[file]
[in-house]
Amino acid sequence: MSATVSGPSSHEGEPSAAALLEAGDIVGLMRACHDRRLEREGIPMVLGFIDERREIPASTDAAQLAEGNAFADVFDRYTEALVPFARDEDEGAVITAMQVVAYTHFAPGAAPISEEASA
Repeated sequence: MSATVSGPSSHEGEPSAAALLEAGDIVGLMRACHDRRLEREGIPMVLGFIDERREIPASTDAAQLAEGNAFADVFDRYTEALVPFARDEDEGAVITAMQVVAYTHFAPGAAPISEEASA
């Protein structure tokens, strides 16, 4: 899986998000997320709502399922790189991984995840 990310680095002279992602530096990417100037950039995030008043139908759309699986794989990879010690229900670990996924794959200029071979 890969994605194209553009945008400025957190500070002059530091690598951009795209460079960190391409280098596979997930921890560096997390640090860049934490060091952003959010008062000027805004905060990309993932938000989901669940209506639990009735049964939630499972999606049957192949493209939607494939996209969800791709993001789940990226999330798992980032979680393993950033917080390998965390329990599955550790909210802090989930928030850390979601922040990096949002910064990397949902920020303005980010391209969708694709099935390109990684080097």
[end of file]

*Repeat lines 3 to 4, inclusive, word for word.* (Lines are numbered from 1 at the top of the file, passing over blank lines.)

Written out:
Repeated sequence: MSATVSGPSSHEGEPSAAALLEAGDIVGLMRACHDRRLEREGIPMVLGFIDERREIPASTDAAQLAEGNAFADVFDRYTEALVPFARDEDEGAVITAMQVVAYTHFAPGAAPISEEASA
């Protein structure tokens, strides 16, 4: 899986998000997320709502399922790189991984995840 990310680095002279992602530096990417100037950039995030008043139908759309699986794989990879010690229900670990996924794959200029071979 890969994605194209553009945008400025957190500070002059530091690598951009795209460079960190391409280098596979997930921890560096997390640090860049934490060091952003959010008062000027805004905060990309993932938000989901669940209506639990009735049964939630499972999606049957192949493209939607494939996209969800791709993001789940990226999330798992980032979680393993950033917080390998965390329990599955550790909210802090989930928030850390979601922040990096949002910064990397949902920020303005980010391209969708694709099935390109990684080097």